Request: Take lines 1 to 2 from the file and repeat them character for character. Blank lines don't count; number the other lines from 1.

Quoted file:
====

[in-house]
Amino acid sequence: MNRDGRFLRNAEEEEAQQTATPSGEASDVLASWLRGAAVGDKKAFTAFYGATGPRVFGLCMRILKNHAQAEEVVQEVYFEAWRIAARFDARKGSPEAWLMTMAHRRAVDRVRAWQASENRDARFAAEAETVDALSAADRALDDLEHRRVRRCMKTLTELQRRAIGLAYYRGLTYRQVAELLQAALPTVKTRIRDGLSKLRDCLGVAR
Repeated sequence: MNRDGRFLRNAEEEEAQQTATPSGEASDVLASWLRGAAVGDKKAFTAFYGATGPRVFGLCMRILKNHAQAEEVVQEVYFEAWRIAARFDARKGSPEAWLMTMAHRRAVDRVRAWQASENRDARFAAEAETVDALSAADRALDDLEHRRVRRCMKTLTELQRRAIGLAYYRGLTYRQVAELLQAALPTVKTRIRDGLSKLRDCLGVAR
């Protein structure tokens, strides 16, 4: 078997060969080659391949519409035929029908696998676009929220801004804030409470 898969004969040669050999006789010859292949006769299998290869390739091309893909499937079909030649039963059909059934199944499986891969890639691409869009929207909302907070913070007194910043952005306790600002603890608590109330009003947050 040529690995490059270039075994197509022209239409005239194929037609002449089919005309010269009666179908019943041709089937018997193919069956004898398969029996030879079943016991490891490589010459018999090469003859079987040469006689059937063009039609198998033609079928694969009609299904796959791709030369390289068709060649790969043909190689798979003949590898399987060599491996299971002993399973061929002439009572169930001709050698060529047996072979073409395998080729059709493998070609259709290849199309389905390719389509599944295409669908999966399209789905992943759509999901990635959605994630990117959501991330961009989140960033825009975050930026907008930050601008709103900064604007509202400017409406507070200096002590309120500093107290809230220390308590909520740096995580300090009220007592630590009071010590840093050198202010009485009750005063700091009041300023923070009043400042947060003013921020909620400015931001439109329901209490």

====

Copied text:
[in-house]
Amino acid sequence: MNRDGRFLRNAEEEEAQQTATPSGEASDVLASWLRGAAVGDKKAFTAFYGATGPRVFGLCMRILKNHAQAEEVVQEVYFEAWRIAARFDARKGSPEAWLMTMAHRRAVDRVRAWQASENRDARFAAEAETVDALSAADRALDDLEHRRVRRCMKTLTELQRRAIGLAYYRGLTYRQVAELLQAALPTVKTRIRDGLSKLRDCLGVAR